Brazil has a population of more than 200 million, with approximately 800,000 lawyers to serve their legal needs. With the country’s economic crisis, lawyers that have expertise in debt and credit restructuring are in high demand as cash-strapped companies attempt to to stay afloat. The Petrobras investigation, new legal concepts and sweeping new anti-corruption laws are also generating a frenzy of work for law firms specialize in compliance.
To become a lawyer in Brazil, a person must pass the Vestibular examination to gain admission to a university. It takes about five years to earn a Bachelor of Laws degree, then the individual must also pass the OAB Examination administered by the Brazilian Bar Association.
Ricardo Tosto Carvalho de Oliveira of Leite, Tosto e Barros Advogados specializes in restructuring, bankruptcy, election law, banking contracts, commercial and civil law. After obtaining his law degree from Mackenzie University, Mr. Tostos studied business administration in order to offer more value to commercial clients involved in complex litigation. His expertise is recognized by Who’s Who Legal, which recognized Tosto as one of the foremost commercial litigation legal practitioners in Brazil.
In addition to his work as a founding partner of Leite, Tosto e Barros, overseeing the firm’s most significant cases and mentoring young lawyers, Mr. Tosto is a member of the Brazilian Institute for Political Party and Election Law Studies, the International Bar Association and the Study Center for Attorney Partnerships. Mr. Tostos also co-authored “O Processo de Tiradentes” a book about about the Minas Conspiracy of 1789.
Brazil has many lawyers thanks to the huge number of law schools available in the country. The country has the largest number of lawyers in the world closely followed by the United States which has over 1 million professional lawyers. India comes third with almost 1 million lawyers. The law schools in Brazil overwhelm all of the world’s countries’ put together. According to the National Council of Justice (CNJ), there are 1’100 graduation courses in the world, while Brazil as a country has 1,240 graduation courses of Law.
The Bar examination occurs nationally thrice a year, in March, August, and December. The Order of Attorneys of Brazil (AOB) is in charge of unifying and organizing the examination. The AOB founded in 1930, regulates over 847,921 Brazilian lawyers. After studying law for five years, students are expected to take the Bar examination, consisting of 2 phases: the written test and the multiple choice test.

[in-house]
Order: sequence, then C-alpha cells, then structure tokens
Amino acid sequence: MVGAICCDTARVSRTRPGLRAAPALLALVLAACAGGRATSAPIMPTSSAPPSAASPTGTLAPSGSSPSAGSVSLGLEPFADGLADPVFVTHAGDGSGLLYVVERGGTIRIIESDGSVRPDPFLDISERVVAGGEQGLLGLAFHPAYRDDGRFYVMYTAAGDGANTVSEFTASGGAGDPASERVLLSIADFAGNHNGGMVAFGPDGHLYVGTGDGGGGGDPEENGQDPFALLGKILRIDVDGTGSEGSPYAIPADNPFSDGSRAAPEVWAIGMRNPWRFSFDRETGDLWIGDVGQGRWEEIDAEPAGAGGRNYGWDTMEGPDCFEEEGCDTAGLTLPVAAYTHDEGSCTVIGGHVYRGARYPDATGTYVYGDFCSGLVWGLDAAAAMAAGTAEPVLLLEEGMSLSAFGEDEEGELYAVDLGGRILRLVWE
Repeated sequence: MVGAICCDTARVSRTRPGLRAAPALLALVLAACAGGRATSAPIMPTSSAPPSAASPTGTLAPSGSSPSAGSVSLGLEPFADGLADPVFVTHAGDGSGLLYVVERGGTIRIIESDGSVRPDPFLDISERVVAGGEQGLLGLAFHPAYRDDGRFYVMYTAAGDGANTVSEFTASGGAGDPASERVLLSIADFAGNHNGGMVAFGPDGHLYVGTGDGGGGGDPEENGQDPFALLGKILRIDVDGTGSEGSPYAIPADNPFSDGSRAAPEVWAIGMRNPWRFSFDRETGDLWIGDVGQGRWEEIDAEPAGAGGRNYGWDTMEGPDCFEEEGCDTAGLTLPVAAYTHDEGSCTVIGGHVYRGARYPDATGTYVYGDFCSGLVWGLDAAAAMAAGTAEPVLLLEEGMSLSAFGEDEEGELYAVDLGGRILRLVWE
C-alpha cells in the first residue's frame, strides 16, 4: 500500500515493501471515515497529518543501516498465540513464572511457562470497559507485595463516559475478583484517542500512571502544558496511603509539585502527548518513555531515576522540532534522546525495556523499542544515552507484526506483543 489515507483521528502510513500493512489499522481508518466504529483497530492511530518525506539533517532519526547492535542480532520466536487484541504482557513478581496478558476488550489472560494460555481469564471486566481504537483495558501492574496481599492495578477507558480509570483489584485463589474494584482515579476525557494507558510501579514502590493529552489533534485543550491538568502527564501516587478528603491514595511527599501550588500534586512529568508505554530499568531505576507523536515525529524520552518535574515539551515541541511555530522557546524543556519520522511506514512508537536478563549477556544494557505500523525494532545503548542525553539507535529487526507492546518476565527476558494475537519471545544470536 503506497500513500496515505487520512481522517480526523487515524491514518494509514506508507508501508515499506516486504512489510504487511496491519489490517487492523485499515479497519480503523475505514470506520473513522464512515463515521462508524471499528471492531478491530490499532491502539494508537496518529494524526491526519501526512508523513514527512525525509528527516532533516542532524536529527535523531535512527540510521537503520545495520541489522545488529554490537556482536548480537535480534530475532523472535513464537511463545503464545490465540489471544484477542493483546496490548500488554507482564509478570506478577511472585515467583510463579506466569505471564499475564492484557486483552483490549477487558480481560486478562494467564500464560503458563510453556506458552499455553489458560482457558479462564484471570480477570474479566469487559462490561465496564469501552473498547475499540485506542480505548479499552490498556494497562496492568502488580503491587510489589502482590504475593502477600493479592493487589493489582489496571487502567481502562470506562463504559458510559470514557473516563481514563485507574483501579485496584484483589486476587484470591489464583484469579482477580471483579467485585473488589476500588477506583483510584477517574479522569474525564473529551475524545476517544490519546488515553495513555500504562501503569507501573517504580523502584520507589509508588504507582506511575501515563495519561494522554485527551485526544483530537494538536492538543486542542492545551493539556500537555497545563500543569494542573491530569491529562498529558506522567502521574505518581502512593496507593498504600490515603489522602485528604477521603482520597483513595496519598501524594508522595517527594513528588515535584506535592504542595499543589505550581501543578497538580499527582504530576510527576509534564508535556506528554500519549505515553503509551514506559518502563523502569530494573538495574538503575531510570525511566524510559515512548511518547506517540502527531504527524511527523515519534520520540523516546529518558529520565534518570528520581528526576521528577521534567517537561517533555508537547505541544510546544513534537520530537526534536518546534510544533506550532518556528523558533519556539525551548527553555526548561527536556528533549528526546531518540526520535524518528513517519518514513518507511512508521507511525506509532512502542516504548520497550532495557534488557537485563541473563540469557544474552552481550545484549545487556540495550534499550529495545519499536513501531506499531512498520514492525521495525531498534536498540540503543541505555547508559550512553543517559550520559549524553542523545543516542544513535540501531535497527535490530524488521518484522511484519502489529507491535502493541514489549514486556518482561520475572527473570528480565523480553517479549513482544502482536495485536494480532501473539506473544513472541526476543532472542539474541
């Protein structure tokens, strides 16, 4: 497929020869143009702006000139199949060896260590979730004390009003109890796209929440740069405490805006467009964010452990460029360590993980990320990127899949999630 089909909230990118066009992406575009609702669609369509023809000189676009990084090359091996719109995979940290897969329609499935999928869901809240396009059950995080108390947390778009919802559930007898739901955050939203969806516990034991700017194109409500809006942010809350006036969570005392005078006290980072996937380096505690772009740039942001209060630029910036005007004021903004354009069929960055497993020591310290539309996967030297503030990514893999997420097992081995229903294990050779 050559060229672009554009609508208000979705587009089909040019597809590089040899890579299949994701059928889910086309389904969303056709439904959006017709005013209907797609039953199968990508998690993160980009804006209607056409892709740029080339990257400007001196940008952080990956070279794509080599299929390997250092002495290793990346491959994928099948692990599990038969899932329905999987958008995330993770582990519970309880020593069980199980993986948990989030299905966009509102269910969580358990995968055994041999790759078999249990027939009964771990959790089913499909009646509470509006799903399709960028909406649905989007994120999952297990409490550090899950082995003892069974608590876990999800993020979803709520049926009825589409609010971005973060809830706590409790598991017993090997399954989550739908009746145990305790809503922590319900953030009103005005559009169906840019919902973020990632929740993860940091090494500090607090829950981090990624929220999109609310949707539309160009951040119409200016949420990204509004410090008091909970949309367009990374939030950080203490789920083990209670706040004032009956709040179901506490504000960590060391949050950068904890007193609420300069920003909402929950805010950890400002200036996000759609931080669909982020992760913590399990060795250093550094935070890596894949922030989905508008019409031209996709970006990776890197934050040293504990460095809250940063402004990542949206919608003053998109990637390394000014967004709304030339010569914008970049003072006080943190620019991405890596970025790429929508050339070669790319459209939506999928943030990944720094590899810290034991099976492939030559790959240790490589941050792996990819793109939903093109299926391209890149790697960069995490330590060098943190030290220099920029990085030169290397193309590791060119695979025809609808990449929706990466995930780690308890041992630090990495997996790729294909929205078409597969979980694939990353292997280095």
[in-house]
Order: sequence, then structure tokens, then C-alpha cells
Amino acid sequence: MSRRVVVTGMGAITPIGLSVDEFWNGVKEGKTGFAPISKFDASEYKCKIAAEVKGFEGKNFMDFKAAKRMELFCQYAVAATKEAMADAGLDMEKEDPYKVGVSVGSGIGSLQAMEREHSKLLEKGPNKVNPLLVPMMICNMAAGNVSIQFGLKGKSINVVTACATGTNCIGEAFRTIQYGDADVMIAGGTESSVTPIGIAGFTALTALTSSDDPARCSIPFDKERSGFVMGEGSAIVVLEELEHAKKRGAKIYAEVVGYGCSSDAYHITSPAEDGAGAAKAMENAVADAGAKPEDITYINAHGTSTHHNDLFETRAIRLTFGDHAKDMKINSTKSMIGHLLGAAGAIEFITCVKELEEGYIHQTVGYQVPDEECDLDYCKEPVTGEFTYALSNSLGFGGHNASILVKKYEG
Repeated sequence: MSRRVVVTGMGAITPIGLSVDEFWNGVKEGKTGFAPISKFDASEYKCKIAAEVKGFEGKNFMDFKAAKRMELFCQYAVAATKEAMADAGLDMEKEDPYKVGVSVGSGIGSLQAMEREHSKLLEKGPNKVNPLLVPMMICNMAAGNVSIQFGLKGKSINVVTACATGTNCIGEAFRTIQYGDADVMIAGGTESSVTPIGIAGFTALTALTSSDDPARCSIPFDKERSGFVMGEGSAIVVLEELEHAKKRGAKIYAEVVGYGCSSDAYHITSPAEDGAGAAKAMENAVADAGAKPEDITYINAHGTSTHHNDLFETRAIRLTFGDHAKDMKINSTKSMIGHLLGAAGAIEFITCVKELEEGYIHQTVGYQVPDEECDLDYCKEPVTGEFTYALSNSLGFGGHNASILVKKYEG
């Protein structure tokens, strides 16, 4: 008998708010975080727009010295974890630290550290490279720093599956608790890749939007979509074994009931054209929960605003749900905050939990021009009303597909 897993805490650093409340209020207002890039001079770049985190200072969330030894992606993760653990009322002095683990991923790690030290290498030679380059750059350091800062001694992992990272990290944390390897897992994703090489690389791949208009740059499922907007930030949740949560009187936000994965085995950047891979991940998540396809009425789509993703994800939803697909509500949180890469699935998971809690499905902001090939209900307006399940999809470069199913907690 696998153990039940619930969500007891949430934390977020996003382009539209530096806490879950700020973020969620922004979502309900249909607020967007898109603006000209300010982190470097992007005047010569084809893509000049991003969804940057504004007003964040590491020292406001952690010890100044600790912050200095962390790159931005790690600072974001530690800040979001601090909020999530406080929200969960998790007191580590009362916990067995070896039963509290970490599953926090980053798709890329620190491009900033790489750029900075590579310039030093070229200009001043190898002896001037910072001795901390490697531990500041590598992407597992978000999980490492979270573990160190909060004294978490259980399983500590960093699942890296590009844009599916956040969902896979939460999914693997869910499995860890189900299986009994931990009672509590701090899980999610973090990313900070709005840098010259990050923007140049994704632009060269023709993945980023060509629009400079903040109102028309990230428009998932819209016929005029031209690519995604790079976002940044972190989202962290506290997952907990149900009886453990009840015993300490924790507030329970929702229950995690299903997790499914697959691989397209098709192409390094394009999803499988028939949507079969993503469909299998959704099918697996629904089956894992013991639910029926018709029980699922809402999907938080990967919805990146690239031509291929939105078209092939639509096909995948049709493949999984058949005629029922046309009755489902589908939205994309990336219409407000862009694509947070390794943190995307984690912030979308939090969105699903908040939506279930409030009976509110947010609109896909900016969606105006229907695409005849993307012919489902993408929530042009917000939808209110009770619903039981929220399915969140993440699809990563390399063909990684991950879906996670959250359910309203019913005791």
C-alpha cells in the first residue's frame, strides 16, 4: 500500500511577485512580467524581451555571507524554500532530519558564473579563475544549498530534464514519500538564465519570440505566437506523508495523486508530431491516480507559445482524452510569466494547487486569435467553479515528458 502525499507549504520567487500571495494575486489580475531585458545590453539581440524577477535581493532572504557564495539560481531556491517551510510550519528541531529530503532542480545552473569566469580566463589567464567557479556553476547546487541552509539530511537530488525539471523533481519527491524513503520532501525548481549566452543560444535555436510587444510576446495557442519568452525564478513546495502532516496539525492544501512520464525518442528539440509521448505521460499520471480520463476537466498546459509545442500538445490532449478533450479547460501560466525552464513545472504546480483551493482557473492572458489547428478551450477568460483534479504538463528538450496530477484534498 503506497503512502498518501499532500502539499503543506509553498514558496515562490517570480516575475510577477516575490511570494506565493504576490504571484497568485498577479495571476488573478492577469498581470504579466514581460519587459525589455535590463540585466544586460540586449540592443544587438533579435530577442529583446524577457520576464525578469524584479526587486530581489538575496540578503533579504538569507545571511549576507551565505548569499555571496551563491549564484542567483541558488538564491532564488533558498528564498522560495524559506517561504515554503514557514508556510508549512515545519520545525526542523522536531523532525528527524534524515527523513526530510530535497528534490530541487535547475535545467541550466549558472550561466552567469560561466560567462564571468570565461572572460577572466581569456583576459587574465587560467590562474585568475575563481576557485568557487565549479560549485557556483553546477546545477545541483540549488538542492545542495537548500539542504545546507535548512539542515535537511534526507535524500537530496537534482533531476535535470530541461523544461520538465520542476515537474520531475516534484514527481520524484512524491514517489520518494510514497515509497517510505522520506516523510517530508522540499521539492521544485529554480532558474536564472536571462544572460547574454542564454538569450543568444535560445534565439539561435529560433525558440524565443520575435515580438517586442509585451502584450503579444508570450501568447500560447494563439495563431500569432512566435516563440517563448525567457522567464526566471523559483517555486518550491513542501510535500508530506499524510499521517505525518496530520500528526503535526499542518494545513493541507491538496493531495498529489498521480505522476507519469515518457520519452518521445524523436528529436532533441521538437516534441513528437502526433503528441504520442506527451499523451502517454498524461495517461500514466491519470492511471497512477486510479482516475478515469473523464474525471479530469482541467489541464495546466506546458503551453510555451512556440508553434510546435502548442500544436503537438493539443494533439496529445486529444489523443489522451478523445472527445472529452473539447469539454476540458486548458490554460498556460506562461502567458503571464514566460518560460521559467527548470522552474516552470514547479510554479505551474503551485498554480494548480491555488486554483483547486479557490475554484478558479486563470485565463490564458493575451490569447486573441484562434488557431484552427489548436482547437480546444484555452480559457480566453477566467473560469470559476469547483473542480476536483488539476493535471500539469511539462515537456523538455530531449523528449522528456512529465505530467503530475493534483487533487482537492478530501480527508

For one to practice law in the country, they must hold a Bachelor of Law degree and be approved by the AOB. Every law student must demonstrate a complete understanding of the commonplace themes to be approved. The AOB has some public powers even though it is not a governmental organization. Among its notable powers is taking disciplinary action on errant lawyers in Brazil.
Ricardo Tosto de Oliveira Carvalho
Mr. Ricardo Tosto is a co-founder of Leite, Tosto e Barros Advogados. For over 22 years, Ricardo Tosto has dedicated his life to the practice of business law. He specializes in credit recovery, banking, international law, M&A, electoral law, corporate restructuring, commercial and civil litigation.
Mr. Tosto graduated from Universidade Presbiteriana Mackenzie with an extension course in BA at FAAP. He is a member of the International Bar Association, Brazilian Bar Association, and the Law Firms and Partnerships Research Centre. Tosto is the founding partner of Brazilian Institute for Electoral and Party Law Research and former president of the São Paulo OAB Commission for Modernisation of the Judiciary.
He also an established author and has written numerous reviews and articles published in specialized journals. An example of his work is the O Processo de Tiradentes, a book that he co-authored. He is an eloquent speaker and has made appearances on many Brazilian conferences and events.
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